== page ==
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QS wants to summon the head of the Quebec office in Tel Aviv to the National Assembly

Photo: Charles-Frederick Ouellet Le Devoir Martine Biron acknowledged last week that the director of the Quebec office in Tel Aviv, Alik Hakobyan, went to Israel from February 26 to March 27.

Citing “an issue of trust, transparency and respect for institutions”, Québec solidaire (QS) wants to convene Minister Martine Biron and the director of the Quebec Office in Tel-Aviv in a parliamentary committee to make shed light on the activities carried out by this foreign representation in Israel while a conflict rages in Gaza.

“The minister, at the moment, we are still waiting for explanations regarding the fact that she lied. Or, in any case, if she didn't lie, she should explain, because she kept saying that there was nothing open in Tel Aviv, so that this was not the case,” said solidarity MP Ruba Ghazal in an interview.

QS contacted the Institutions Commission on Wednesday to request an initiative mandate on the opening of a Quebec office in Tel Aviv. The launching of this representation in the Middle East caused a great stir. After affirming that the head of post “works from Montreal,” the Minister of International Relations, Martine Biron, acknowledged last week that the director of the office, Alik Hakobyan, went to Israel from February 26 to March 27.

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The arrival of Mr. Hakobyan was highlighted on March 1 by The Canadian Jewish News. The weekly then wrote that the Quebec representative had “officially moved” (“ officially moved ”) to Israel to “continue his work with the office.” Minister Biron rather emphasized that Mr. Hakobyan “is still not settled [in Israel] with his family,” and that it was “agreed that he would travel back and forth” between Montreal and the Near Country. -Orient.

“It’s bogus,” Ms. Ghazal said of Ms. Biron’s explanations. “At some point, she would have to take responsibility. Let the minister take responsibility and say: we, despite the dramatic situation in Gaza, despite everything that is happening in the region, we want to continue to open this office because we want to do business. »

Ms. Ghazal asks the minister to abandon the opening of a Quebec office in Tel Aviv. “There are still crimes against humanity that have been committed by the government of [Israeli Prime Minister Benjamin] Netanyahu. So we cannot accept that. And the government, I think, does not accept that. You have to be consistent with what you think,” she argued.

QS supported by the PQ

In the letter sent to the Commission on Institutions, QS writes that the opening of the Quebec office in Tel Aviv raised “many questions” and that “several contradictory information has circulated on the subject, in particular on the date of the “establishment of the office in Tel Aviv, at the workplace of the director of the office and on the very nature of the mandate of this office”. The party argues that “there is an issue of trust, transparency and respect for institutions” and asks the commission to study the possibility of acquiring a mandate of initiative, a decision which allows a commission to take up a particular question.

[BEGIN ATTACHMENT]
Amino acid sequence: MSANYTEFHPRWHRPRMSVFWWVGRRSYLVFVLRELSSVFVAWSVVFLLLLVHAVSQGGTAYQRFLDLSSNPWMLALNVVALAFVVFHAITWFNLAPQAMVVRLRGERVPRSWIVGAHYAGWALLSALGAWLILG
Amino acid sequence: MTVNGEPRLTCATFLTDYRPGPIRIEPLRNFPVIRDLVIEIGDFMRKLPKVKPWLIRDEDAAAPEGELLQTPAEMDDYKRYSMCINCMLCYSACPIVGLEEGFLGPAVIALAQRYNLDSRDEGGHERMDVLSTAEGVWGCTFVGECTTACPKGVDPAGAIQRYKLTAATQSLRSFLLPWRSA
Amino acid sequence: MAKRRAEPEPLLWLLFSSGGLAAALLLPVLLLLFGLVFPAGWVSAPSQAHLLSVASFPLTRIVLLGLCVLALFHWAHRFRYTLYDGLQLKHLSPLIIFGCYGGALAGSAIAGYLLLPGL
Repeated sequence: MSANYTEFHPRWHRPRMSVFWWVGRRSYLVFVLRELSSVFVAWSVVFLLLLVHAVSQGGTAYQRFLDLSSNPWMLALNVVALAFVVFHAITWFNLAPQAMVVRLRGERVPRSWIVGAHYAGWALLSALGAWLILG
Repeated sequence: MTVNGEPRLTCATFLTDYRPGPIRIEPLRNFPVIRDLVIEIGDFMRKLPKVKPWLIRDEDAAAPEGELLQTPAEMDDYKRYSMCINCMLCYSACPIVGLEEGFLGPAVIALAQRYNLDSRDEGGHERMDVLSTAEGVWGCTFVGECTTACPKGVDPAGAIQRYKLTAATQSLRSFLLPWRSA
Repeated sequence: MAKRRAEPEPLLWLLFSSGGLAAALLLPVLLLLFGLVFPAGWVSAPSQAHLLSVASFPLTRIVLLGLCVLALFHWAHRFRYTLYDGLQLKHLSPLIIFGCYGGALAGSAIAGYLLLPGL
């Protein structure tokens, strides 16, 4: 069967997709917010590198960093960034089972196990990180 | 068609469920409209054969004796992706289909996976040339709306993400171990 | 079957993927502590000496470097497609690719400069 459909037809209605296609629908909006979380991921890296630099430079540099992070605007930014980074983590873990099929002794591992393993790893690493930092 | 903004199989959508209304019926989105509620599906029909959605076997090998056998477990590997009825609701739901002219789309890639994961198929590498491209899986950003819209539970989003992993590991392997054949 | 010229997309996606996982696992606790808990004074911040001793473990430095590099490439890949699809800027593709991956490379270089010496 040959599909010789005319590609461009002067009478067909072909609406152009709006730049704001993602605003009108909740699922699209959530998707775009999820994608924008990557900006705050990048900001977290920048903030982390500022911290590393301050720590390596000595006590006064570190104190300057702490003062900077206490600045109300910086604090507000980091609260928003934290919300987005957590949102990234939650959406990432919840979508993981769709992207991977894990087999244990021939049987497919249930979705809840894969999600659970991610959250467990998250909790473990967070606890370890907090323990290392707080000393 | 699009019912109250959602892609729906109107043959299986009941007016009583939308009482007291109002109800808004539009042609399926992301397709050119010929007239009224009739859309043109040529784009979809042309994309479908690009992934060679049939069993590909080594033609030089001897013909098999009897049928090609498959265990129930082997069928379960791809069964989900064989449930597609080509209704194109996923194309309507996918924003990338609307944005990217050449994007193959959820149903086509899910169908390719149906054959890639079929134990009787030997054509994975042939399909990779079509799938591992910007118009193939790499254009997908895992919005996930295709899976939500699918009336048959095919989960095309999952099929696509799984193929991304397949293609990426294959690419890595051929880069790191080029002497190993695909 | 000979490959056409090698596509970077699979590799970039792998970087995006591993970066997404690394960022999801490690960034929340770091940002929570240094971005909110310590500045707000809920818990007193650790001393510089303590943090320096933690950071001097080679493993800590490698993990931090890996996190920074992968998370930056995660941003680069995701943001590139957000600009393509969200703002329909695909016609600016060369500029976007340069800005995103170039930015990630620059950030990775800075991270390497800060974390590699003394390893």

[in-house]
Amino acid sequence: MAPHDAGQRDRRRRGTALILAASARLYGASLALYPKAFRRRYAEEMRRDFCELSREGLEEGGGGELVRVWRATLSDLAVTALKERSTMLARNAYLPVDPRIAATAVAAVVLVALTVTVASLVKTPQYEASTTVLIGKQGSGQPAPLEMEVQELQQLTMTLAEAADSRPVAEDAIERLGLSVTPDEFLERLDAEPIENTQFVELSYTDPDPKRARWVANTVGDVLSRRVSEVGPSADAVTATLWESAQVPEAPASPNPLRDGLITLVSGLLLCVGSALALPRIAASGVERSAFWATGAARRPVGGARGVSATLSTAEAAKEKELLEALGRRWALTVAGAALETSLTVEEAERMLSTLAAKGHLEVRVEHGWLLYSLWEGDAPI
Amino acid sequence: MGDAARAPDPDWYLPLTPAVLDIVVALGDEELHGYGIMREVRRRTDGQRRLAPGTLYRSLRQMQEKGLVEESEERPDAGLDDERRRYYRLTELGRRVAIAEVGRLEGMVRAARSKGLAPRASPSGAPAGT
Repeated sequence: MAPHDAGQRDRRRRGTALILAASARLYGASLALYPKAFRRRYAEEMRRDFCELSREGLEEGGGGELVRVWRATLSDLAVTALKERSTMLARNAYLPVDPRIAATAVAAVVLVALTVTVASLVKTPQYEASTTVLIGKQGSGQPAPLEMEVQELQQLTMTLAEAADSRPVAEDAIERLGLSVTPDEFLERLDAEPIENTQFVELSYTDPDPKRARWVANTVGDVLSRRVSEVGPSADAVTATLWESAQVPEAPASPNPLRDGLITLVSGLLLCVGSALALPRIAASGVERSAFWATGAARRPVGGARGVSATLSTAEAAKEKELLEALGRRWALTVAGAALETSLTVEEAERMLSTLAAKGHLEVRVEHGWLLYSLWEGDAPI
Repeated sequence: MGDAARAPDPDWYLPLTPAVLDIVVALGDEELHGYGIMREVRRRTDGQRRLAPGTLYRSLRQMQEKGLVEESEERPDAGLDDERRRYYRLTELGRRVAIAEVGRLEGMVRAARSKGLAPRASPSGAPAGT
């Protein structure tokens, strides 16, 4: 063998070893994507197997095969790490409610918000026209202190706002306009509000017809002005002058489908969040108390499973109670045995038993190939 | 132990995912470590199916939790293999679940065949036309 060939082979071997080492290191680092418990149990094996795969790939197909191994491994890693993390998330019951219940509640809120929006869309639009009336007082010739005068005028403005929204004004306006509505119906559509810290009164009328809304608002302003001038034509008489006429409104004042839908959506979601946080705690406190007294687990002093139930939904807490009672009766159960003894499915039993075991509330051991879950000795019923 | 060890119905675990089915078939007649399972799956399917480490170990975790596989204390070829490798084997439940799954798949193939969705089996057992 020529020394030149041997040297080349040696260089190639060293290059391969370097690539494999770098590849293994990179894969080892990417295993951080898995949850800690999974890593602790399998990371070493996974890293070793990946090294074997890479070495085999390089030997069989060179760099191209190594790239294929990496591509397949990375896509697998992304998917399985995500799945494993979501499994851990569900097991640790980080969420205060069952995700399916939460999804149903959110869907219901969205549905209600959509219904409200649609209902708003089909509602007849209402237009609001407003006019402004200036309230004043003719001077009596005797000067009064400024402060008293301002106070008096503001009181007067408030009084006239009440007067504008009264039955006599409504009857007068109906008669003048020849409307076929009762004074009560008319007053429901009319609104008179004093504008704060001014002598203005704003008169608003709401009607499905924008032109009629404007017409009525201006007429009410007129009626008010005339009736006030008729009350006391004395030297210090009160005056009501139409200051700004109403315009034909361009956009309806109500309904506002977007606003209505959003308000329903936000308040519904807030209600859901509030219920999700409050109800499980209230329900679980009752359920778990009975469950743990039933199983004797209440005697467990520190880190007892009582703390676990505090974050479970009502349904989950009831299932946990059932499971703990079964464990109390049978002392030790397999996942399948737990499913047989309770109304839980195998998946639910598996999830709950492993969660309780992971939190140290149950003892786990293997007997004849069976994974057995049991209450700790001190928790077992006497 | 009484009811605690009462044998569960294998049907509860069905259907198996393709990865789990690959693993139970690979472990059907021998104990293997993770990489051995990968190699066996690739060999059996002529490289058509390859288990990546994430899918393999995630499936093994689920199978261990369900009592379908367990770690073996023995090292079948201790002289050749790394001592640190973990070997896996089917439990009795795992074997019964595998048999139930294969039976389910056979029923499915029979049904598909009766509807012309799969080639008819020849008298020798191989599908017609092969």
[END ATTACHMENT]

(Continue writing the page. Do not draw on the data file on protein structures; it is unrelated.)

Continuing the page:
The request for an initiative mandate from QS was supported by the Parti Québécois. “We agree [with the fact] that an initiative mandate would make it possible to explore these questions,” declared MP Pascal Paradis. He cited “problems with international relations, candor and transparency.”

“Minister Biron affirmed, including in a written declaration tabled in the National Assembly, that the office was managed in Montreal while the director was in Tel Aviv; the government says that proceeding with the opening in the middle of an armed conflict changes nothing while in diplomatic terms, it is on the contrary a signal; Minister Biron affirms that the office in Tel Aviv will be a bridgehead for a strategy with the Arab and Muslim countries of the region, while the ministry's documents do not mention such a strategy, which moreover appears ill-advised, particularly in the context of the Gaza offensive,” he also argued.

For Ruba Ghazal, “it would really be the least we could do, for transparency for Quebecers,” for the minister and Mr. Hakobyan to answer questions from elected officials about the opening of this office. “Or at the very least, let them explain themselves in another way, publicly,” she qualified. For its part, the Liberal Party of Quebec said it was in favor of opening an office in Tel Aviv, “in order to improve our diplomatic and economic relations in this region.” The party still said it was interested in hearing CAQ elected officials explain themselves in a parliamentary committee.

In response to QS's request, Ms. Biron's press secretary, Catherine Boucher, wrote that “the Institutions Commission is sovereign and [that] the minister lets the members do their work” . “We will take note of the decision,” she added. The majority of the members of the commission are members of the Coalition Avenir Québec.

Teilor Stone

By Teilor Stone

Teilor Stone has been a reporter on the news desk since 2013. Before that she wrote about young adolescence and family dynamics for Styles and was the legal affairs correspondent for the Metro desk. Before joining Thesaxon , Teilor Stone worked as a staff writer at the Village Voice and a freelancer for Newsday, The Wall Street Journal, GQ and Mirabella. To get in touch, contact me through my teilor@nizhtimes.com 1-800-268-7116